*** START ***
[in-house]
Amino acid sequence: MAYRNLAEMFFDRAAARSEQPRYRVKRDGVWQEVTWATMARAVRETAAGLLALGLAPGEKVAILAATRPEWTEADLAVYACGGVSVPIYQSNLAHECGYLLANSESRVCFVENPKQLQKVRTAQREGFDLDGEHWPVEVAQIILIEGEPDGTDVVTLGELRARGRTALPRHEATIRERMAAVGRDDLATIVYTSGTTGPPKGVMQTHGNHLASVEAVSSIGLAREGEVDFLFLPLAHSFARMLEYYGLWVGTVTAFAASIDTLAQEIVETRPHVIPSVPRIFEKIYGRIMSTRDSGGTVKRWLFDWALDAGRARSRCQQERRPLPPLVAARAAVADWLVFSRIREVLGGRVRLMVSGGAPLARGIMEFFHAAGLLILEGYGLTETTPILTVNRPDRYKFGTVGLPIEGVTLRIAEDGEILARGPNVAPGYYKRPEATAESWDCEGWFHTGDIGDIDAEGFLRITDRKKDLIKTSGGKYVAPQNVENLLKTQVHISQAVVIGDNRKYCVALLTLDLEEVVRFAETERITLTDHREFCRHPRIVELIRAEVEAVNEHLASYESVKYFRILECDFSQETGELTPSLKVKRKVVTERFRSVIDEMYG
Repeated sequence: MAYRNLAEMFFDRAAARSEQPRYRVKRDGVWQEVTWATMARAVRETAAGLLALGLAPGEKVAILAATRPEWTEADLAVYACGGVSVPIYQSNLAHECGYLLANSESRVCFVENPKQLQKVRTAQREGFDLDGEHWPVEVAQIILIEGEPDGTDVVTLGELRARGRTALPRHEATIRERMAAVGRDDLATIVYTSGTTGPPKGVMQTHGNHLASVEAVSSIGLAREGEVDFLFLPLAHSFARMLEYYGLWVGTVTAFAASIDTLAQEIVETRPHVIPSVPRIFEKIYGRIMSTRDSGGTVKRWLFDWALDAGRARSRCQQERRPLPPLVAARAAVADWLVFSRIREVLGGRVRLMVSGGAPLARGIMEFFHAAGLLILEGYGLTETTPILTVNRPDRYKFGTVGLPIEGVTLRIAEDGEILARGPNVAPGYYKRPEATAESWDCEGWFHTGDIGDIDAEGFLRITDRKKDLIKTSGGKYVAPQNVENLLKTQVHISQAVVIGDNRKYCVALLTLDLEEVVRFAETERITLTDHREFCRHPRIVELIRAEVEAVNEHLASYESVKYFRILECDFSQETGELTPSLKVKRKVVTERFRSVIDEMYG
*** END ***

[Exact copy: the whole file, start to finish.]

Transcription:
[in-house]
Amino acid sequence: MAYRNLAEMFFDRAAARSEQPRYRVKRDGVWQEVTWATMARAVRETAAGLLALGLAPGEKVAILAATRPEWTEADLAVYACGGVSVPIYQSNLAHECGYLLANSESRVCFVENPKQLQKVRTAQREGFDLDGEHWPVEVAQIILIEGEPDGTDVVTLGELRARGRTALPRHEATIRERMAAVGRDDLATIVYTSGTTGPPKGVMQTHGNHLASVEAVSSIGLAREGEVDFLFLPLAHSFARMLEYYGLWVGTVTAFAASIDTLAQEIVETRPHVIPSVPRIFEKIYGRIMSTRDSGGTVKRWLFDWALDAGRARSRCQQERRPLPPLVAARAAVADWLVFSRIREVLGGRVRLMVSGGAPLARGIMEFFHAAGLLILEGYGLTETTPILTVNRPDRYKFGTVGLPIEGVTLRIAEDGEILARGPNVAPGYYKRPEATAESWDCEGWFHTGDIGDIDAEGFLRITDRKKDLIKTSGGKYVAPQNVENLLKTQVHISQAVVIGDNRKYCVALLTLDLEEVVRFAETERITLTDHREFCRHPRIVELIRAEVEAVNEHLASYESVKYFRILECDFSQETGELTPSLKVKRKVVTERFRSVIDEMYG
Repeated sequence: MAYRNLAEMFFDRAAARSEQPRYRVKRDGVWQEVTWATMARAVRETAAGLLALGLAPGEKVAILAATRPEWTEADLAVYACGGVSVPIYQSNLAHECGYLLANSESRVCFVENPKQLQKVRTAQREGFDLDGEHWPVEVAQIILIEGEPDGTDVVTLGELRARGRTALPRHEATIRERMAAVGRDDLATIVYTSGTTGPPKGVMQTHGNHLASVEAVSSIGLAREGEVDFLFLPLAHSFARMLEYYGLWVGTVTAFAASIDTLAQEIVETRPHVIPSVPRIFEKIYGRIMSTRDSGGTVKRWLFDWALDAGRARSRCQQERRPLPPLVAARAAVADWLVFSRIREVLGGRVRLMVSGGAPLARGIMEFFHAAGLLILEGYGLTETTPILTVNRPDRYKFGTVGLPIEGVTLRIAEDGEILARGPNVAPGYYKRPEATAESWDCEGWFHTGDIGDIDAEGFLRITDRKKDLIKTSGGKYVAPQNVENLLKTQVHISQAVVIGDNRKYCVALLTLDLEEVVRFAETERITLTDHREFCRHPRIVELIRAEVEAVNEHLASYESVKYFRILECDFSQETGELTPSLKVKRKVVTERFRSVIDEMYG